Spilled Ink

Week 9

Jo’s watching

Roadhouse, a Comparison

So, this year we got a remake of the 1989 film, Roadhouse. The version featuring the greatest ‘ass-ets’ is obviously the 1989 one, starring Patrick Swayze. But the 2024 remake needed its own way to appeal to the female demographic. Enter Knox, the main villain. The man has a baller intro—by which I mean we get an unobstructed view of his iconic saunter, butt thankfully we don’t see his balls. Knox is played by none other than the Irishman Conor McGregor, former UFC champion. In the prime of ‘touch-butt Conor’, he was a legendary fighter who did drills in the park where he and his coach tried to defend their backsides from each other. Conor was the first to hold two weight classes in the UFC at the same time: featherweight and lightweight. This begs the question of just how good camera angles are; he’s five foot nine, but looks giant against the other guys in the show. Jake Gyllenhaal talks about how, ‘to watch a real fighter learn how to not fight is actually kind of funny… you’re telling them you have to miss?’. This film is not an elegant display of the ‘touch-butt Conor’ we all long to see again, this is ‘coked-up Conor’ at his absolute peak.  

The intro of the remake also features a fight with Post Malone as Carter Ford. I honestly didn’t recognise him, but he looked like he was having so much fun playing the character and suited the grungy-underground-fight-world aesthetic well.

The overarching story of each movie is quite different. You have Patrick Swayze’s Gentleman Bouncer, James Dalton, who studied philosophy and trained in karate. And then you have Jake Gyllenhaal’s I-killed-a-man-in-professional-fighting-and-he-was-a-friend-but-I-let-my-anger-get-ahead-of-me-and-now-I’m-all-choked-up-by-it version of James Dalton, whose flashback to this memory was filmed at the UFC 285.

Now that we’ve gotten that out of the way: the women. 1989 provides such an interesting look into the sexes; men are rugged and tanned in tight jeans and women enter wet g-string contests and are almost exclusively blonde. When I realised the woman had a fair amount of muscle, I was in awe. However, I fear their appearance of muscularity is more the byproduct of being painfully thin—it’s just the small amount of sinew left on their bones.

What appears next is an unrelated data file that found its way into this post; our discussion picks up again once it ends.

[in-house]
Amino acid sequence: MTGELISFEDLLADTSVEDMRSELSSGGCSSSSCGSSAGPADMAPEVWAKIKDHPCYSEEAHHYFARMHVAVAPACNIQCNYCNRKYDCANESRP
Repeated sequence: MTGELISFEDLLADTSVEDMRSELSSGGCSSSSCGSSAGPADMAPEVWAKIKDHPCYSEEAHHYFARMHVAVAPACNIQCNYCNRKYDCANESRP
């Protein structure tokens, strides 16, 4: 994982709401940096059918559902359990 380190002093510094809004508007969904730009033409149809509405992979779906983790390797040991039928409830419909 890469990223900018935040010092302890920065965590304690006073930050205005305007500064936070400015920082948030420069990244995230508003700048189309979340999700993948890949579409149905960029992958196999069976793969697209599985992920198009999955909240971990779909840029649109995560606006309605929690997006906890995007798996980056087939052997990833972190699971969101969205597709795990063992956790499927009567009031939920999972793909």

In the ending of the 1989 film, Swayze’s Dalton defeats the bad guys, saves the town, and gets the girl. Swayze kills some dudes and then they swim around in the pond near the horse stables and live happily ever after. Arguably a nice ending.

Whereas in the remake, the end is kind of hilarious. Love interests largely control the happiness of the ending in these sorts of films; in the 2024 version, when the woman is given agency rather than being a prize for the protagonist (as I feel is right for the movie’s end), things don’t get wrapped up so neatly. A character in the 2024 film states, ‘You got shit taste in boyfriends, El’, which creates this idea that—yeah, Jake Gyllenhaal’s Dalton isn’t a very stable guy. Ultimately, El turns him down, not wanting to spend the foreseeable future with an on-the-run murderer. It feels a lot more accurate to life.

You can watch both the 1989 and 2024 versions on Prime Video. Thanks for reading.

Olivia’s reading

Water Like Broken Glass by Carina Bissett

Content Warning: Domestic Violence, Murder

April seems like it was a month for monstrous aquatic women—at least it was for me. This week’s reading was originally published in the 2023 anthology Into the Forest: Tales of the Baba Yaga, but I read it for the first time reprinted in The Dark issue 107. If you find yourself interested, you can access it online at https://www.thedarkmagazine.com/water-like-broken-glass/. The story opens with violence: our protagonist Yelena’s head underwater, her lover’s arms around her throat. She drowns, eventually returning as a rusalka—a malevolent spirit bound to the river. She is alone at the river until another woman, Tilde, arrives battered and crying for help, pursued by a soldier. Yelena drags the chasing soldier down into the water, near drowning him, then letting him go, gasping for air, only to pull him under once more. She repeats this until, at last, she drags him under for good. 

The relieved Tilde reveals that she is a member of the Resistance, plotting revolution against the invading soldiers. Thus begins a relationship between them: Tilde lures countless enemy soldiers to Yelena’s river to be drowned, the riverbed eventually becoming a floor of skulls. The two even become lovers, and Tilde swears to find a way to free Yelena from the watery grave that anchors her. But Tilde spends long periods away from the river, serving the Resistance, and in their separation the two grow and change.